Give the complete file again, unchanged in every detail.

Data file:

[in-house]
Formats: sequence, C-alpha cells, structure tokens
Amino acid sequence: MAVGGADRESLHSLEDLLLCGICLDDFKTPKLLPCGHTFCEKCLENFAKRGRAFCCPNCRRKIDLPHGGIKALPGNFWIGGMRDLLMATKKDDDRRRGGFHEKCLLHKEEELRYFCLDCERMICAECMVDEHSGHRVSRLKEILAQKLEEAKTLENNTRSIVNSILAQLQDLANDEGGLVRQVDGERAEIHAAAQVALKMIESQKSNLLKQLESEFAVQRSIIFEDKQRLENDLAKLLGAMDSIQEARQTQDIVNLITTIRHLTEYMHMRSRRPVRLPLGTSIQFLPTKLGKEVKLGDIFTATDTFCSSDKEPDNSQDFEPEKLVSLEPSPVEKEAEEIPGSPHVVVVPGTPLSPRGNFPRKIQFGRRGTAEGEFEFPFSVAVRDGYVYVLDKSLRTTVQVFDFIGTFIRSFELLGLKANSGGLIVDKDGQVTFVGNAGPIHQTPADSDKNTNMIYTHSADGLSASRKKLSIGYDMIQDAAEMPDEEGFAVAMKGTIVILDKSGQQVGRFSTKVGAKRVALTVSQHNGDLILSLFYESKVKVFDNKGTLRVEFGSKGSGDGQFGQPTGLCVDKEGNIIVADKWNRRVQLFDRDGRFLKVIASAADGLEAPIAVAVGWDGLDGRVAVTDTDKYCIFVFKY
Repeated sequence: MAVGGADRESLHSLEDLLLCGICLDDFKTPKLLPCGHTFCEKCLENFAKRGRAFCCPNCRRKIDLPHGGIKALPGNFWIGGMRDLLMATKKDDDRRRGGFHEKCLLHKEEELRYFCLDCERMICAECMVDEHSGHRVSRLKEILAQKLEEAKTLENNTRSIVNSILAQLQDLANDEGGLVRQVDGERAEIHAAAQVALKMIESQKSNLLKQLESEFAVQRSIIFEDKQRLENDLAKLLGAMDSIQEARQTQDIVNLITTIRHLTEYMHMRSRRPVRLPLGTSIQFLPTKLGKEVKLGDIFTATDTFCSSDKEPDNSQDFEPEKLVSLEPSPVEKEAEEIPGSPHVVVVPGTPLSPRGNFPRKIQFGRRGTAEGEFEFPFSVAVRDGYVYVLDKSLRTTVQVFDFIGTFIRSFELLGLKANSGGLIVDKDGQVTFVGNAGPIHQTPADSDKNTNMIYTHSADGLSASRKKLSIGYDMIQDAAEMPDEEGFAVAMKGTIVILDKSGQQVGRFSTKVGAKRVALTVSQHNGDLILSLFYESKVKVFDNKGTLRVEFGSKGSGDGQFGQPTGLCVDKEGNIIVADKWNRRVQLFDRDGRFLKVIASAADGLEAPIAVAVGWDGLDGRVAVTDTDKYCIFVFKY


[in-house]
Formats: sequence, C-alpha cells, structure tokens
Amino acid sequence: MAVGGADRESLHSLEDLLLCGICLDDFKTPKLLPCGHTFCEKCLENFAKRGRAFCCPNCRRKIDLPHGGIKALPGNFWIGGMRDLLMATKKDDDRRRGGFHEKCLLHKEEELRYFCLDCERMICAECMVDEHSGHRVSRLKEILAQKLEEAKTLENNTRSIVNSILAQLQDLANDEGGLVRQVDGERAEIHAAAQVALKMIESQKSNLLKQLESEFAVQRSIIFEDKQRLENDLAKLLGAMDSIQEARQTQDIVNLITTIRHLTEYMHMRSRRPVRLPLGTSIQFLPTKLGKEVKLGDIFTATDTFCSSDKEPDNSQDFEPEKLVSLEPSPVEKEAEEIPGSPHVVVVPGTPLSPRGNFPRKIQFGRRGTAEGEFEFPFSVAVRDGYVYVLDKSLRTTVQVFDFIGTFIRSFELLGLKANSGGLIVDKDGQVTFVGNAGPIHQTPADSDKNTNMIYTHSADGLSASRKKLSIGYDMIQDAAEMPDEEGFAVAMKGTIVILDKSGQQVGRFSTKVGAKRVALTVSQHNGDLILSLFYESKVKVFDNKGTLRVEFGSKGSGDGQFGQPTGLCVDKEGNIIVADKWNRRVQLFDRDGRFLKVIASAADGLEAPIAVAVGWDGLDGRVAVTDTDKYCIFVFKY
Repeated sequence: MAVGGADRESLHSLEDLLLCGICLDDFKTPKLLPCGHTFCEKCLENFAKRGRAFCCPNCRRKIDLPHGGIKALPGNFWIGGMRDLLMATKKDDDRRRGGFHEKCLLHKEEELRYFCLDCERMICAECMVDEHSGHRVSRLKEILAQKLEEAKTLENNTRSIVNSILAQLQDLANDEGGLVRQVDGERAEIHAAAQVALKMIESQKSNLLKQLESEFAVQRSIIFEDKQRLENDLAKLLGAMDSIQEARQTQDIVNLITTIRHLTEYMHMRSRRPVRLPLGTSIQFLPTKLGKEVKLGDIFTATDTFCSSDKEPDNSQDFEPEKLVSLEPSPVEKEAEEIPGSPHVVVVPGTPLSPRGNFPRKIQFGRRGTAEGEFEFPFSVAVRDGYVYVLDKSLRTTVQVFDFIGTFIRSFELLGLKANSGGLIVDKDGQVTFVGNAGPIHQTPADSDKNTNMIYTHSADGLSASRKKLSIGYDMIQDAAEMPDEEGFAVAMKGTIVILDKSGQQVGRFSTKVGAKRVALTVSQHNGDLILSLFYESKVKVFDNKGTLRVEFGSKGSGDGQFGQPTGLCVDKEGNIIVADKWNRRVQLFDRDGRFLKVIASAADGLEAPIAVAVGWDGLDGRVAVTDTDKYCIFVFKY